Why does a prominent hedge fund king commit suicide by jumping off his office balcony? That’s what The Columnist wants to know. Especially since moments earlier the man was a reliable source and now he’s splayed on the sidewalk. The phrase ‘eleven/eleven’ and Olympic International seem to be at the middle of a growing web of mystery and murder. The implications might just reach beyond rainy Seattle and touch on national security. With his back up against a never ending deadline, The Columnist starts digging for the truth. It might get him killed in the end but he’s determined to get the story first.
In Deadline Man written by Jon Talton we meet the main character, only known as The Columnist, a hard boiled financial writer who has been in the business long enough to spot the sinking ship that his newspaper has become. While The Columnist’s personal morals, he often has three lovers at a time, leave a little to be desired, I immensely enjoyed the character. He is no nonsense and not afraid to find the story no matter what it might cost him personally.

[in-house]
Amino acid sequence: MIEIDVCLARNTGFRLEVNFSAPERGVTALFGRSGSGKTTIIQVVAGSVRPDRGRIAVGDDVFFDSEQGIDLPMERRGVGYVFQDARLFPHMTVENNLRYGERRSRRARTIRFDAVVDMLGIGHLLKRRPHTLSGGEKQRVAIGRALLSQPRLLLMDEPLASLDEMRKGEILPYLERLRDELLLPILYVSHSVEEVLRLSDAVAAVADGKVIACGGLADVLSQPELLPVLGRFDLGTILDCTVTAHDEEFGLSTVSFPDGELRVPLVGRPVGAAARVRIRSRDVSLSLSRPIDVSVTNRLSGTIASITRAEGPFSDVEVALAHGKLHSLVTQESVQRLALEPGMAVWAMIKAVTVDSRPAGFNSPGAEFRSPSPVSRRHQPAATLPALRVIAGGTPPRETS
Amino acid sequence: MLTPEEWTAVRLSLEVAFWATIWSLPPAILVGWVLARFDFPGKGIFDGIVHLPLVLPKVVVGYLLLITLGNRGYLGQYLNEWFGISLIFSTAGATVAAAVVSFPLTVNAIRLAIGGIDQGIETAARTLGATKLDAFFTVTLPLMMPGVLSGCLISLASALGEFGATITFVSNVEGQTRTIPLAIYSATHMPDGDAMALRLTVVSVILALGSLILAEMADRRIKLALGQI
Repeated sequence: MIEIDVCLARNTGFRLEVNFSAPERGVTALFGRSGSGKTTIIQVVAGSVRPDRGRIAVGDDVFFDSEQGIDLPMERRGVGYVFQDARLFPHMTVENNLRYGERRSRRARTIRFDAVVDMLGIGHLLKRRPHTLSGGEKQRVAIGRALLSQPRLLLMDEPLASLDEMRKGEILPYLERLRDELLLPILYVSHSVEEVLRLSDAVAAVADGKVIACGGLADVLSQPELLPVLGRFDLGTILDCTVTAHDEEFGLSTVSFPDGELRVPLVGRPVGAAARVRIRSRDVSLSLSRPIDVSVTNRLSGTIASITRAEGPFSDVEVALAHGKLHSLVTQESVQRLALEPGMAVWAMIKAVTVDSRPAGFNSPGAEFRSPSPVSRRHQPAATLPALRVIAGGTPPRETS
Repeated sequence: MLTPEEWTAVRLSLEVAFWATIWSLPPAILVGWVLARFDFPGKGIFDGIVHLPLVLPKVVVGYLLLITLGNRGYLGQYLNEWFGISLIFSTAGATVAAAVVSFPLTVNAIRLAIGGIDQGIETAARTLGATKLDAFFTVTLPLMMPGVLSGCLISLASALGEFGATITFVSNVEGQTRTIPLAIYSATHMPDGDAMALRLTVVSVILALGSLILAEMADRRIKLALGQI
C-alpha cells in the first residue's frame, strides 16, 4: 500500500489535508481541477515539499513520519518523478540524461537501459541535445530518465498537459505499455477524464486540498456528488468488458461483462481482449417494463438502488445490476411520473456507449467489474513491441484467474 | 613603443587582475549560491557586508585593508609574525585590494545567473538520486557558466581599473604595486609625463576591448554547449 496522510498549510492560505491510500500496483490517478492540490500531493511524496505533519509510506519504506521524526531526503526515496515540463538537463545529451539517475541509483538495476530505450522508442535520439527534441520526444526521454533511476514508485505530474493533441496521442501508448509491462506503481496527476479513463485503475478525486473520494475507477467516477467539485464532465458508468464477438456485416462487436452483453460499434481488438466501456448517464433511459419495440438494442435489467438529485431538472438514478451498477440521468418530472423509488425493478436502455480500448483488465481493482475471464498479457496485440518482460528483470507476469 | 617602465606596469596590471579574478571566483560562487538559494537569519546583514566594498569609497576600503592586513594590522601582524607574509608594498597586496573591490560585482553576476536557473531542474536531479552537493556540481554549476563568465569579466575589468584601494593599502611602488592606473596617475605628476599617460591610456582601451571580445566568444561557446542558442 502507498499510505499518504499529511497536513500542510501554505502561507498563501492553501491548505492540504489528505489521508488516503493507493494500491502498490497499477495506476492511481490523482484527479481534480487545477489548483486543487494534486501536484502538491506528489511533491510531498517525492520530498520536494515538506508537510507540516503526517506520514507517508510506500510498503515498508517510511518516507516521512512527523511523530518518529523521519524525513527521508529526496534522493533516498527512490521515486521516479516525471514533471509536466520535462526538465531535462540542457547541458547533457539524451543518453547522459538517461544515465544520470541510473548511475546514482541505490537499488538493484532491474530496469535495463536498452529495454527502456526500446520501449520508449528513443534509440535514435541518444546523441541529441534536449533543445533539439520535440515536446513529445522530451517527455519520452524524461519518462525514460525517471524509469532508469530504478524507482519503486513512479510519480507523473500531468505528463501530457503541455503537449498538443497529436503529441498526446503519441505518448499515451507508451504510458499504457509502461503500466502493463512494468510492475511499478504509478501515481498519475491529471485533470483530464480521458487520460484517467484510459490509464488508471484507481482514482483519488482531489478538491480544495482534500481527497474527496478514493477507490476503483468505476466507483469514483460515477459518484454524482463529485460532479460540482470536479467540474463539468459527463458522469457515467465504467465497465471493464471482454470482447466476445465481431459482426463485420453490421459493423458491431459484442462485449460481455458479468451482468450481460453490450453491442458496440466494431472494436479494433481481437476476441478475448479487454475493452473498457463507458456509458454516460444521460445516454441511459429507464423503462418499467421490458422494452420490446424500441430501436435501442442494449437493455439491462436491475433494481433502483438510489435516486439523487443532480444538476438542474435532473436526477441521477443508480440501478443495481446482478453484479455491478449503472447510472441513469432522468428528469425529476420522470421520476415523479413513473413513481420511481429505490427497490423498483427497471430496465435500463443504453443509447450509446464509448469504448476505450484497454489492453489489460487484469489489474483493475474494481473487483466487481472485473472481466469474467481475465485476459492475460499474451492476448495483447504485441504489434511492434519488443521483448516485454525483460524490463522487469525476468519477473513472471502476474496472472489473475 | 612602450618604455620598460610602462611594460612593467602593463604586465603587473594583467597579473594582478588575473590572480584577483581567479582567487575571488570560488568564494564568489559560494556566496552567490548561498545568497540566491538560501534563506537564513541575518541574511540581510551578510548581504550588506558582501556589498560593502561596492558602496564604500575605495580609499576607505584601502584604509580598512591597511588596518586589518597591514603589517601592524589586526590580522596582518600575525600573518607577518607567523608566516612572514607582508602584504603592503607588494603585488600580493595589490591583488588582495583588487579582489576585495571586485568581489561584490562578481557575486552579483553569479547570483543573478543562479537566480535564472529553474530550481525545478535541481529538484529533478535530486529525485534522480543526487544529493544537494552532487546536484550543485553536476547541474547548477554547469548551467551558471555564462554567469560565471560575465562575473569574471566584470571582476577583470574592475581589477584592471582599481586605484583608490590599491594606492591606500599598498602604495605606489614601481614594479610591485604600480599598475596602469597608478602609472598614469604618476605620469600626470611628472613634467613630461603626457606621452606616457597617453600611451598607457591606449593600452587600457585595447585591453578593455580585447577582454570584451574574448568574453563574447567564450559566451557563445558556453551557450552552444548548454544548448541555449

The last third of the book packs plenty of action keeping the reader on edge, turning pages and wanting to know more. It felt almost like too much happened all at the same time though and I had a harder time connecting all the dots. Despite this minimal issue, the book has a very plausible story with a terrorist and black ops twist that will leave the reader wondering just how much could actually be true in today’s world. The book is woven with plenty of suspense and whodunit and kept me turning pages into the night. Talton places plenty of behind the scenes newspaper knowledge into the story giving the reader a look at the life of a reporter and the dying print industry itself.
Deadline Man is a wonderful first thriller for Jon Talton whose fast pace style and likeable but flawed characters keep the reader wondering what else is peeking around the corner.
Deadline Man is available online now at major retailers and through the publisher’s website, Poisoned Pen Press.
I was provided with an online galley of this book for free by the publisher at NetGalley in order to complete my review. All opinions are solely my own without regard to compensation.